Cherry picking the best remaining anime series for the last first impressions post means there’s not much quality left for this post. Then again it’s a very rare season where the 17th through 21st series reviewed were actually good and this season will not be remembered for being that type of season. (Instead, it will be remembered for the handful of great and infamous series that aired.)
This post should conclude my spring 2013 season of first impressions. There were 2 more series that I wanted to watch – Uchuu Senkan Yamato 2199 and Danchi Tomoo – but no one seems interested in working on either. (Yamato 2199 has previously been shown in a spliced together movie format, which is a less desired format to me then as a weekly TV series, and I’ll have to settle for that one once I’m sure the TV series version won’t be a late pick-up by somebody.)
Looking at the 9 new spring series I have watched and still haven’t written a first impressions post for yet, I notice two distinct camps. The first are series that don’t evoke much of a response, either positively or negatively, and include three of the series I’ve dropped. If I can muster the energy I’ll write that first impressions post next. The second group of series are ones that I’ve liked but have needed some reassurance from the anime that it won’t go south later on. It’s this group of series that I’m going to pull from the pile of new series and write about here.
On one hand I’d like to be 100% correct when I pick which series I should include in my seasonal preview post. On the other hand I’m glad I’m not 100% accurate because there’d be no surprises left to discover. Thankfully, this season, like past seasons, have contained a few anime series that I initially completely passed over which turned out to be series worth watching.
You can probably guess what these anime series are, based on the long light novel style title above; so try to act surprised as you read on :) .
In my spring preview there were two series that I was going to try based on the recent success of the animation studio involved. One was Hataraku Maou-sama because of White Fox and it’s success shows why picking series by animation studio can be a good thing to ascribe too. The second series was Arata Kangatari. As the latest work from Satelight, will this anime go the route of Hataraku Maou-sama or will it go in some other direction?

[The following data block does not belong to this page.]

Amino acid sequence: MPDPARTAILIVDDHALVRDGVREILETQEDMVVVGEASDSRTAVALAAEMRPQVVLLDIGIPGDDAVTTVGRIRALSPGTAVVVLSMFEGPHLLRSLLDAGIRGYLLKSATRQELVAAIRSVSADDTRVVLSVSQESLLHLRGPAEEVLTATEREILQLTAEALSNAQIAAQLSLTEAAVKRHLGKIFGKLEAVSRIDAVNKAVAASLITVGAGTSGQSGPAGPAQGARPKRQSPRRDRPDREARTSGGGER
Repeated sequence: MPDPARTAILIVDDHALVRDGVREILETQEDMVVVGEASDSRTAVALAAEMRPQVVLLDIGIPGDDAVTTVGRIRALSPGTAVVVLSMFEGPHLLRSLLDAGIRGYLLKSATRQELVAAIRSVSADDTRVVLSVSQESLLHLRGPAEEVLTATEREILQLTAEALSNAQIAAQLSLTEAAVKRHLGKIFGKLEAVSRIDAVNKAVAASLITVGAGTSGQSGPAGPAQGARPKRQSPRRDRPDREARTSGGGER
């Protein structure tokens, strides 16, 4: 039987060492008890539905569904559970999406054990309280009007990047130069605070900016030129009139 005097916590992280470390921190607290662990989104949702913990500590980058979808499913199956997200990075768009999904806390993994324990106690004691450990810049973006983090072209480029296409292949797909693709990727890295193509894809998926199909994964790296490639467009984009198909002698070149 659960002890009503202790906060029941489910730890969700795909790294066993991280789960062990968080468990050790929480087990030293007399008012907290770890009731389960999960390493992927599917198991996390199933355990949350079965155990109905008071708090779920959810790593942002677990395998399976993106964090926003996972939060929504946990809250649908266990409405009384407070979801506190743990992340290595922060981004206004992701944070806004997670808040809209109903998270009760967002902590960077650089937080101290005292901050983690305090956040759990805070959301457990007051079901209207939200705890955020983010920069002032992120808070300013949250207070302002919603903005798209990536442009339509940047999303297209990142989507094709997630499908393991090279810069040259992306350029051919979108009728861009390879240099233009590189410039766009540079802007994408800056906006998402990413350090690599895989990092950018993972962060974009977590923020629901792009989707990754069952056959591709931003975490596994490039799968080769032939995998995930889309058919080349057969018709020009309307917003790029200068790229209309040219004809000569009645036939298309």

One of the trends in anime that I haven’t been a fan of is the shorter episode length anime series because I have yet to see one stand alone series that has really been all that good. Now, some of these types of series that functioned as cute DVD/BD extras like the Mini Sengoku Basara series or the Shana-tan series or supplementary side material to a larger series like KyoAni’s Chuu2 Lite series were excellent but that was because they worked with a full length series that viewers were already familiar with. I think the problem partially stems from the increased difficult of telling a story in such a brief window of time.
I would like to see my assertion disproved because I think there should always be an exception to the rule but I still haven’t found it and the stack of disappointment just keeps growing. Will this season finally feature a good stand alone shorter episode length anime or will my waiting continue?
In my seasonal preview I noted that the only reason I was going to give Hataraku Maou-sama a chance came from the fact that White Fox was animating it and I wasn’t willing to bet against an animation studio that placed their last three works in my yearly top 10 anime lists. I wasn’t terribly excited about it’s prospects because it was sold as a comedy and the director was the one who took one of the funniest anime franchises – Minami-ke – and presided over a season of Minami-ke that somehow just barely made the mildly amusing level.
So, with much trepidation, I queued the first episode up and hoped for the best.